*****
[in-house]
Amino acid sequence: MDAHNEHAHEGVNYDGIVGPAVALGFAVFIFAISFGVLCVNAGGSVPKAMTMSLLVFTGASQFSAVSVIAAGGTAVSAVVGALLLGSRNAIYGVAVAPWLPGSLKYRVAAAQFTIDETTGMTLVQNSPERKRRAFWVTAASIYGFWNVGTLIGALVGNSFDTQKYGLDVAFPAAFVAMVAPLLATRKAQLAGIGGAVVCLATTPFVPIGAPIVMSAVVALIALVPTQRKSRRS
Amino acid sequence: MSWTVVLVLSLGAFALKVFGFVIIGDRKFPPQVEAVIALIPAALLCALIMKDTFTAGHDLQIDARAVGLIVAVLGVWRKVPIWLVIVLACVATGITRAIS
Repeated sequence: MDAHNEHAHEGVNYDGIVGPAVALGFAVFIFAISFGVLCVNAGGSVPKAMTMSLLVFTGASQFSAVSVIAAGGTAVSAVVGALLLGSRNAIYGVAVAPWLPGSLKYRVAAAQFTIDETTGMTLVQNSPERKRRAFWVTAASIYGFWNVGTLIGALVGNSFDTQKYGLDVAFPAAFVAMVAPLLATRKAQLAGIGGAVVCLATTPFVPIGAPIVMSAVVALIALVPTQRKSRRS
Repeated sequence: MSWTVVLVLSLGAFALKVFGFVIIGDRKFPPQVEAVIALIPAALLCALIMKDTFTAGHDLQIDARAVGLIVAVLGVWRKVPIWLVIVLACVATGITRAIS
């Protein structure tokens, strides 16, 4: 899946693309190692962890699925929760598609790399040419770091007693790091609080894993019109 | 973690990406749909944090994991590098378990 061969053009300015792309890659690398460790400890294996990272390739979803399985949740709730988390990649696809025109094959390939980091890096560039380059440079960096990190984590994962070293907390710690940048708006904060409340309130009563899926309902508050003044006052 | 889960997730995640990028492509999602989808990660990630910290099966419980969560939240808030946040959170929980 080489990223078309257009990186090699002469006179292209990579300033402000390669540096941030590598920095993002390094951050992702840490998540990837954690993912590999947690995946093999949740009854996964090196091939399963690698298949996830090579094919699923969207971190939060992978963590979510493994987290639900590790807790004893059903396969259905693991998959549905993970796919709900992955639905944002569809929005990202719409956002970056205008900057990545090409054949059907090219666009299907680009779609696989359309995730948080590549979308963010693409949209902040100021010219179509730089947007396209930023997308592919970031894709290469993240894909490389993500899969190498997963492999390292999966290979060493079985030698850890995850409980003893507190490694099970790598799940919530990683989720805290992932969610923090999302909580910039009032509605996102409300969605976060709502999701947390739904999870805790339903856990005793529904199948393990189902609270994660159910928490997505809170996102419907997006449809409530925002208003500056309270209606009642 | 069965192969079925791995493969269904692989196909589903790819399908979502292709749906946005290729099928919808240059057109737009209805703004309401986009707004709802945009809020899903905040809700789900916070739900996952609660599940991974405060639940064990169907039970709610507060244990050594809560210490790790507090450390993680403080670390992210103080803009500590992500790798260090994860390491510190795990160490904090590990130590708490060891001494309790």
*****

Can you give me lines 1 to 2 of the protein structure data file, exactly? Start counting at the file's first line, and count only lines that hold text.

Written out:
[in-house]
Amino acid sequence: MDAHNEHAHEGVNYDGIVGPAVALGFAVFIFAISFGVLCVNAGGSVPKAMTMSLLVFTGASQFSAVSVIAAGGTAVSAVVGALLLGSRNAIYGVAVAPWLPGSLKYRVAAAQFTIDETTGMTLVQNSPERKRRAFWVTAASIYGFWNVGTLIGALVGNSFDTQKYGLDVAFPAAFVAMVAPLLATRKAQLAGIGGAVVCLATTPFVPIGAPIVMSAVVALIALVPTQRKSRRS